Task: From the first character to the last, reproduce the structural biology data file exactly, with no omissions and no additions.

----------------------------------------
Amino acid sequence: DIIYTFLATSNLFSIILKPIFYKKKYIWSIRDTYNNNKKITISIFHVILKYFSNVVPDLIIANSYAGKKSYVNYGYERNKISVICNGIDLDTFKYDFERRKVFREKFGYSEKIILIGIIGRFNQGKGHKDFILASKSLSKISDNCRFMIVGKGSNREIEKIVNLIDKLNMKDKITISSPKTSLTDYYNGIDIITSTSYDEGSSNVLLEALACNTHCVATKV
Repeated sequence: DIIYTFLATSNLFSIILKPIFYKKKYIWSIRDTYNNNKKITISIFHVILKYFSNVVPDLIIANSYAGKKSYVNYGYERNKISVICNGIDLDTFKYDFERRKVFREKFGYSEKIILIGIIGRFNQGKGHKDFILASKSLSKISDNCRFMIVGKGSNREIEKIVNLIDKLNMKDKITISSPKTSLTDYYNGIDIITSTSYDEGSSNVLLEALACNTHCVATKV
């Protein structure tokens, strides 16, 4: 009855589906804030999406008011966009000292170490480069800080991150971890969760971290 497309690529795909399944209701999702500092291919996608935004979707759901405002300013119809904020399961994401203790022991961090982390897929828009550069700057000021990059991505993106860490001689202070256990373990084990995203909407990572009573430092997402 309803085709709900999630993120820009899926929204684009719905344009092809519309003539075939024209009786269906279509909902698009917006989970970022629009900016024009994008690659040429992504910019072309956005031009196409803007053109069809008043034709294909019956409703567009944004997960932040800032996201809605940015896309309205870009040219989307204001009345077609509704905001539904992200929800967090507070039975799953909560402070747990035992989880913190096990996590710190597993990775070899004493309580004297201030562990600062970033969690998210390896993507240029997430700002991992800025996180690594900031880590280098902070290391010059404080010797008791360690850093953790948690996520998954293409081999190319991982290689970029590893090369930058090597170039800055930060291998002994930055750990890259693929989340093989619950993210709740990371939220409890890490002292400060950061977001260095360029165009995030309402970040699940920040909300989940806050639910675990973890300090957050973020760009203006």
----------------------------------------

Amino acid sequence: DIIYTFLATSNLFSIILKPIFYKKKYIWSIRDTYNNNKKITISIFHVILKYFSNVVPDLIIANSYAGKKSYVNYGYERNKISVICNGIDLDTFKYDFERRKVFREKFGYSEKIILIGIIGRFNQGKGHKDFILASKSLSKISDNCRFMIVGKGSNREIEKIVNLIDKLNMKDKITISSPKTSLTDYYNGIDIITSTSYDEGSSNVLLEALACNTHCVATKV
Repeated sequence: DIIYTFLATSNLFSIILKPIFYKKKYIWSIRDTYNNNKKITISIFHVILKYFSNVVPDLIIANSYAGKKSYVNYGYERNKISVICNGIDLDTFKYDFERRKVFREKFGYSEKIILIGIIGRFNQGKGHKDFILASKSLSKISDNCRFMIVGKGSNREIEKIVNLIDKLNMKDKITISSPKTSLTDYYNGIDIITSTSYDEGSSNVLLEALACNTHCVATKV
């Protein structure tokens, strides 16, 4: 009855589906804030999406008011966009000292170490480069800080991150971890969760971290 497309690529795909399944209701999702500092291919996608935004979707759901405002300013119809904020399961994401203790022991961090982390897929828009550069700057000021990059991505993106860490001689202070256990373990084990995203909407990572009573430092997402 309803085709709900999630993120820009899926929204684009719905344009092809519309003539075939024209009786269906279509909902698009917006989970970022629009900016024009994008690659040429992504910019072309956005031009196409803007053109069809008043034709294909019956409703567009944004997960932040800032996201809605940015896309309205870009040219989307204001009345077609509704905001539904992200929800967090507070039975799953909560402070747990035992989880913190096990996590710190597993990775070899004493309580004297201030562990600062970033969690998210390896993507240029997430700002991992800025996180690594900031880590280098902070290391010059404080010797008791360690850093953790948690996520998954293409081999190319991982290689970029590893090369930058090597170039800055930060291998002994930055750990890259693929989340093989619950993210709740990371939220409890890490002292400060950061977001260095360029165009995030309402970040699940920040909300989940806050639910675990973890300090957050973020760009203006």